Not only was best-selling author
Barbara Taylor Bradford surprised to learn she
had a secret life, she was dumbfounded to discover
she'd been writing about it for 30 years in her
Barbara Taylor was raised in the
working-class neighborhood of Upper Armley, Leeds,
in Yorkshire, England, the only child of a laborer
and a nanny. A model student with a facility for
words, she dodged university to pursue journalism,
first as a reporter for the Yorkshire Evening
Post and soon after as a rising star on post-war
On a blind date in 1961, Barbara
met American actor and film producer Robert Bradford.
Their marriage two years later ultimately led
to a most creative and lucrative collaboration.
Barbara hit the best-seller lists with her 1979 debut, "A Woman of Substance," the first novel in her widely popular family saga that centers on Emma Harte, an impoverished shopkeeper who claws her way to become an international department store magnate.
Bob Bradford not only took on the personal management duties for his best-selling wife, but produced a highly successful string of made-for-TV movies based on her novels.
It wasn't until biographer Piers
Dudgeon confronted Barbara with research for their
collaborative 2006 biography, "The Woman
of Substance," that the author learned a
shocking family secret: Her mother was apparently
the illegitimate daughter of the Marquess of Ripon.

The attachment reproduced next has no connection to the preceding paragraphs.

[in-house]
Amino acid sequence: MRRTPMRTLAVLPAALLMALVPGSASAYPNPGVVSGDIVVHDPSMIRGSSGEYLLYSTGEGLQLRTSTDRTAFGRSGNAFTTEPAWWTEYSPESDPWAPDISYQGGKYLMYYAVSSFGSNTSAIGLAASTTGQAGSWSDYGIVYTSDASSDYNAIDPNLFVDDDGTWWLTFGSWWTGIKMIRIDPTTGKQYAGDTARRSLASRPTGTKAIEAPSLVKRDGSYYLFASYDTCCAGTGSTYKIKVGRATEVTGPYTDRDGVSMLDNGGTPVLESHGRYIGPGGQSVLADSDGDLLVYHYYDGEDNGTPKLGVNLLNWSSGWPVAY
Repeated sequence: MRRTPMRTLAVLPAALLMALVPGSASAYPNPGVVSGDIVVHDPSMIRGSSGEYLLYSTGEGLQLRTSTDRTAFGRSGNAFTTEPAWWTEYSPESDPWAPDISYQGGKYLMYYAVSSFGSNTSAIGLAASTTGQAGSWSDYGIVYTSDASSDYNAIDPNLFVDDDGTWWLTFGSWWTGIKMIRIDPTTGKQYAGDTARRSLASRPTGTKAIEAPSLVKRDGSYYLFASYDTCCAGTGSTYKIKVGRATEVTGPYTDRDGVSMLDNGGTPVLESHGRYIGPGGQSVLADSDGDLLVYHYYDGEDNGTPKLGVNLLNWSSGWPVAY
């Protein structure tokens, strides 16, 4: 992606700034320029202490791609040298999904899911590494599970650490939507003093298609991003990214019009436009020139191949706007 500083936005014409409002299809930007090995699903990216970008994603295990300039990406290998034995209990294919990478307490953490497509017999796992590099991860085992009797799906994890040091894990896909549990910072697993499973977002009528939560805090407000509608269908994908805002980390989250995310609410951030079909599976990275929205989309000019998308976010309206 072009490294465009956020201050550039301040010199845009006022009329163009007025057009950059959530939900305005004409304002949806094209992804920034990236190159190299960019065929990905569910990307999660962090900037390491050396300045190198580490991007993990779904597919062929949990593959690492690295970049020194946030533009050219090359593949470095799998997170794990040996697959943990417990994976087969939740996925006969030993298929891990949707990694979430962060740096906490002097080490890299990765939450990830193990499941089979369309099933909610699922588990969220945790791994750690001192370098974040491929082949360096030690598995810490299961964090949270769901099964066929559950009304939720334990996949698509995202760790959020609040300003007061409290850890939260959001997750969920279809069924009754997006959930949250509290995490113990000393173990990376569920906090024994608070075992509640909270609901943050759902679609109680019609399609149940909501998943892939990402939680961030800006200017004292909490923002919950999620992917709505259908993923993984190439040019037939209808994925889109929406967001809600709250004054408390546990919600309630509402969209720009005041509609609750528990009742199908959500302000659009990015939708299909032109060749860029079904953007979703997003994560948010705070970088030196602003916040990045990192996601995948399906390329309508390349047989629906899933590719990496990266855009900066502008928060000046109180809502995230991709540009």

In British peerage, a marquess ranks below a duke
and above an earl. It is Dudgeon's opinion that
Barbara's secret noble lineage subconsciously
manifested itself in Emma Harte's story.
The energetic Barbara remains constantly at work in her Manhattan home, crafting intricate family sagas and dedicating each to her husband. Her latest novel, "The Ravenscar Dynasty," ushers in a whole new family, no doubt filled with secrets and intrigues worthy of the master storyteller.
Bradford took a break from a book tour stop in Chicago to chat with Bankrate about fame, fortune -- and unexpected surprises.
Bankrate: Much of your fiction comes from your life, yes?
Barbara Taylor Bradford: Yes, it's mostly about the influence of my mother and my childhood and wanting to be a writer and journalist and selling a short story when I was 10 years old and keeping going with all those ambitions. Looking back, I think, my God, I must really have had a lot of guts when I was 15 and got a job on a newspaper, even though it was only as a typist. I was a reporter a year later, so what does that tell you?
Bankrate: You came to Fleet Street shortly after World War II.
Bradford: Yes, I was there in the 1950s,
actually. I started working on the Yorkshire Evening
Post and then I moved to London, where I was on
a women's magazine, which I loathed because all
the women went in hats, you know. So for a while
I wore a hat when I went to work. But I wanted
my dirty trench coat back! (laughs) So I soon
got a job on the London Evening News; I got myself
back into newspapers.